This enabled the classes to start taking ownership of their snail and there was already a dialogue emerging on which class snail would be the fastest deliverer.

Since our visit the school has developed a whole range of classroom activities using the Real Snail Mail project, you can see some of their work on the School’s Blog.  

Overall, both days at the school were very rewarding and we took away a very positive experience allowing us to think about the potentials of working with other schools using this project. We would especially like to thank Lucia Arias and Monica Bello at Laboral for enabling this project to happen. We are looking forward to revisiting Gijón next week for our next Real Snail Mailing experience in the Process as Paradigm exhibition where we are exhibiting a large enclosure containing 40 new Spanish snails.

ARCO Deliveries

The ten Spanish snails (aka Manuel, Federico, Enrica, Alfonso, Madalena, Javier, Esmeralda, Pablo, Frida & Catalina) that were exhibited at ARCO Madrid have now made all their deliveries so we have removed them from the Real Snail Mail profile page. In total the ten snails made 78 email deliveries during the contemporary art fair from 17th-21st February 2010. They also received some media attention on Spanish TV check out this feature after 8.59mins.

We are grateful to Bages Cargol who delivered these Spanish snails safely from Barcelona to our hotel in Madrid. Also, thanks to the Osuna Madrid Hotel reception staff who looked after them before we arrived and kept them in hibernation in their fridge.  A big thank you to [DAM]Berlin for enabling this exibition to happen within the Expanding Box section. It was a good opportunity to show Real Snail Mail within this context and the art fair was a great inspiration to us.

boredomresearch will be using Real Snail Mail as a vehicle to enrich a school’s curriculum. Educational workshops and lesson plans will be built around the RSM Educational kit to encourage creative interrogation of en-grained paradigms in an effort to promote innovative thinking regarding future technologies. The first pilot project is launching on the 19th February 2010 at the Gloria Fuertes Infant School located in Gijón, Asturias supported by Laboral Centro de Arte y Creatión Industrial, Gíjon, Spain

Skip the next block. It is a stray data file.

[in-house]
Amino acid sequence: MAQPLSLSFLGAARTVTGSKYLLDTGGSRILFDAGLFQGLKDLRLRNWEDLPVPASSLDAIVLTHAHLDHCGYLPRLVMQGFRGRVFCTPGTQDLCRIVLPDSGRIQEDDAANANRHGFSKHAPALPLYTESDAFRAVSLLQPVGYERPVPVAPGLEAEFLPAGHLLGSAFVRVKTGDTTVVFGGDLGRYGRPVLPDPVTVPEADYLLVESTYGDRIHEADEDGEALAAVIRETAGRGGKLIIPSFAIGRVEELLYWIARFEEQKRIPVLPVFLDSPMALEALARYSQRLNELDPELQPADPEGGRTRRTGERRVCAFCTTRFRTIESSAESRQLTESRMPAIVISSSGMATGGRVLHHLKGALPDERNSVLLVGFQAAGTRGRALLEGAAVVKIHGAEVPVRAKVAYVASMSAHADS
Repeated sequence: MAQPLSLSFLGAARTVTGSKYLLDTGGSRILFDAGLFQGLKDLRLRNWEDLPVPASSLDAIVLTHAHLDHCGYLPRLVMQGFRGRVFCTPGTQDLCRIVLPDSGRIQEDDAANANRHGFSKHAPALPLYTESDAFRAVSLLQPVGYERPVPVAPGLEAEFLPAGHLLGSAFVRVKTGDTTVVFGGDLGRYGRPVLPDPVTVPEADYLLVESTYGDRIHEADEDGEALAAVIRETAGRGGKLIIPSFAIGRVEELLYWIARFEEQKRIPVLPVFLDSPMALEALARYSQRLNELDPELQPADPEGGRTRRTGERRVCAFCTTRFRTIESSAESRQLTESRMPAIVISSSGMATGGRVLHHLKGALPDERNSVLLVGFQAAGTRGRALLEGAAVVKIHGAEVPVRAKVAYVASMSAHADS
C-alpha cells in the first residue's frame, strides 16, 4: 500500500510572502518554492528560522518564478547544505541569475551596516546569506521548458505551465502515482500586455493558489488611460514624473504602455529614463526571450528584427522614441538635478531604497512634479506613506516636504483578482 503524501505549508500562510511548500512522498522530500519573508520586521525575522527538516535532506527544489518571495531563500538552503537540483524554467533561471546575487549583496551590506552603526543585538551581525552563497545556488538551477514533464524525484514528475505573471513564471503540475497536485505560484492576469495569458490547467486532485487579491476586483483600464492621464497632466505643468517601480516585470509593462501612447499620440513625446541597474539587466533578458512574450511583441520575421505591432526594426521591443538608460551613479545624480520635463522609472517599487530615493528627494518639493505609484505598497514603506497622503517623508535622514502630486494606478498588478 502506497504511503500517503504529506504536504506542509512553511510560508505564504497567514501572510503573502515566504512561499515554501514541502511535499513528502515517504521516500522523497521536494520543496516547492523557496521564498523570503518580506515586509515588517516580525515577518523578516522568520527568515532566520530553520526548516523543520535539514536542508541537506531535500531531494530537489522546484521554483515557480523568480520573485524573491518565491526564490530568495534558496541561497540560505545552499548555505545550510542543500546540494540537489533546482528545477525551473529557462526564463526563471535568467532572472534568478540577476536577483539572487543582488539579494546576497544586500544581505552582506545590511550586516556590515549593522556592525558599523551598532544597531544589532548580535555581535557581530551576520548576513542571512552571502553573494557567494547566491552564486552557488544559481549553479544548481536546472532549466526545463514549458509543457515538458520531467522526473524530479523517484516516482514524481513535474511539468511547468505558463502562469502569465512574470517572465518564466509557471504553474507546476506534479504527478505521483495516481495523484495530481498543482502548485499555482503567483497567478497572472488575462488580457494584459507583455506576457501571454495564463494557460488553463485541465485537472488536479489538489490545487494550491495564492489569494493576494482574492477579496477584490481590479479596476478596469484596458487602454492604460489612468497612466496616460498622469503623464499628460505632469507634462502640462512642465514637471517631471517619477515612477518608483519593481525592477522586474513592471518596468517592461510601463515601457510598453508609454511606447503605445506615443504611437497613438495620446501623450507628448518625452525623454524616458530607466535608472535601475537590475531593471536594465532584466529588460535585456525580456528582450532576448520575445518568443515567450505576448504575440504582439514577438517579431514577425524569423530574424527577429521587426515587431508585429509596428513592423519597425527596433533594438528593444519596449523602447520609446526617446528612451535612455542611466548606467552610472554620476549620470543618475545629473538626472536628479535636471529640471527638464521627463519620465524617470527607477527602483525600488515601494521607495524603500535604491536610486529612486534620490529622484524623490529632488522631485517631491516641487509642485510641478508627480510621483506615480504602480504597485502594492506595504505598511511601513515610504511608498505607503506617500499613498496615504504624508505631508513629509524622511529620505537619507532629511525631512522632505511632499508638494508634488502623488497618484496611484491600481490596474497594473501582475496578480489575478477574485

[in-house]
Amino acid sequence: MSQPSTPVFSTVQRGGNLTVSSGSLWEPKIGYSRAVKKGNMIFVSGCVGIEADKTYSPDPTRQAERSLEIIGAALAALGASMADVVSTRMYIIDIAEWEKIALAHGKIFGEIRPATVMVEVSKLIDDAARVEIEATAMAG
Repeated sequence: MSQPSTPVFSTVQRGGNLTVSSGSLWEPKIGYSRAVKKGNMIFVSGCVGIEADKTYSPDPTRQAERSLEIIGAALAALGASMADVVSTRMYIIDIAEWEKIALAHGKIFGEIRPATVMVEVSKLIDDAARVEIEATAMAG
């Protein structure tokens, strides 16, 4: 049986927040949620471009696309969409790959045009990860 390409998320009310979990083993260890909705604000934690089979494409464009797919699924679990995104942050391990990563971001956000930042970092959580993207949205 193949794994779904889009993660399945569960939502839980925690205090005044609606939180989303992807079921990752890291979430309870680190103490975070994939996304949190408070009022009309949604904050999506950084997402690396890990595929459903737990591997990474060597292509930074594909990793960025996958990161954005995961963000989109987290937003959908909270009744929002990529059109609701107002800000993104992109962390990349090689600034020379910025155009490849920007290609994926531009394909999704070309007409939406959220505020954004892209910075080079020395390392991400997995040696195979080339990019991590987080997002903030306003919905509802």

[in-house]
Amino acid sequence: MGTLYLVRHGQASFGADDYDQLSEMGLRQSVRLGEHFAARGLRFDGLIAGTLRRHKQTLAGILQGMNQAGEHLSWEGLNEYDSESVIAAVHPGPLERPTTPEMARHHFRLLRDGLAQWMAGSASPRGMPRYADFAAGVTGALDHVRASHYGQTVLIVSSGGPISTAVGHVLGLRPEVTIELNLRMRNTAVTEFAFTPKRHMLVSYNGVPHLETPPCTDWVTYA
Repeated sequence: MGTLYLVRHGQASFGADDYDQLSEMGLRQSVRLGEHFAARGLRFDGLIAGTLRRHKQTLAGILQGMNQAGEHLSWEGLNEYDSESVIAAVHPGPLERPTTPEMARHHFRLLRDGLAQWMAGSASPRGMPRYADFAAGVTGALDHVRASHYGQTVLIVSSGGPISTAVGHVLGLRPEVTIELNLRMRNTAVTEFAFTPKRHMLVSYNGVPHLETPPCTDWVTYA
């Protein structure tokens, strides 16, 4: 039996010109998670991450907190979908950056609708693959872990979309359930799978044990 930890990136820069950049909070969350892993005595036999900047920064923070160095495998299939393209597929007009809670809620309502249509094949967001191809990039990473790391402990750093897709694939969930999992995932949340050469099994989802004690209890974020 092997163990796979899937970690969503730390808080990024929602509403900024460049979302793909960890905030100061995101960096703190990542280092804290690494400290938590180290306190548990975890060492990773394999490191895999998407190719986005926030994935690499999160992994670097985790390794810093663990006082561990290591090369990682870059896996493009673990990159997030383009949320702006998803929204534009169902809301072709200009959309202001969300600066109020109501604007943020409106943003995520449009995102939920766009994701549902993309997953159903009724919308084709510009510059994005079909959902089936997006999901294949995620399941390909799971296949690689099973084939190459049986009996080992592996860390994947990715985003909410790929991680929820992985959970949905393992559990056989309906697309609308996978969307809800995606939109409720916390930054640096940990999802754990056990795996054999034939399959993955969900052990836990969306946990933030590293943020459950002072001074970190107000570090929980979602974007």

The Gloria Fuertes Infant School community includes children with ages from 3 to 6 years old. Its aim is to contribute to the physical, intellectual, affective, social and moral development, always in close collaboration with their families, respecting diversity and encouraging creativity, and the use of new technologies.

Increasing bandwidth

Boredomresearch will be exhibiting a live Real Snail Mail enclosure at ARCO, Madrid (17th-21st Feb 2010) in the Expanded Box section; a space which shows the most current trends exploring the influences and/or uses of technologies in the arts. The system bandwidth will be increasing during the exhibition with ten new Spanish snails (aka Manuel, Federico, Enrica, Alfonso, Madalena, Javier, Esmeralda, Frida, Pablo & Catalina) being exhibited. The snails have kindly been donated by Bages Cargol, Barcelona.

Over the last month we have been writing proposals to produce a large scale installation version of Real Snail Mail where visitors can walk through the enclosure which contains hundreds of RFID chipped snails (Real Snail Mail agents). Portable RFID interrogators will be available for participants to select a snail to carry their email. Displays will output whether that snail is available, if not several agents may need interrogating. Snails’ profile data will be outputted on terminals with delivery times, reports on their performance and predictions. The public can engage with the snails and the system throughout the day – emailing, feeding and misting the enclosure.


We are waiting to hear the outcome of our proposals and in the meantime we are looking after the hundreds of potential snail mail recruits (pictured above in their hatchery.)

Walter returns

One of Walter's babies on a 5 pence

Walter reappeared in the tank. As there were no signs of a forced entry, we presume he never left. We also discovered a new clutch of eggs so it seems Walter had tucked himself away to give birth. Maybe the labour was induced by the excitement of the Russian TV crew? Walter is alive and well and the enclosure is now peppered with his children. If anyone would like one or two of Walter’s offspring we can post to mainland UK for a small fee…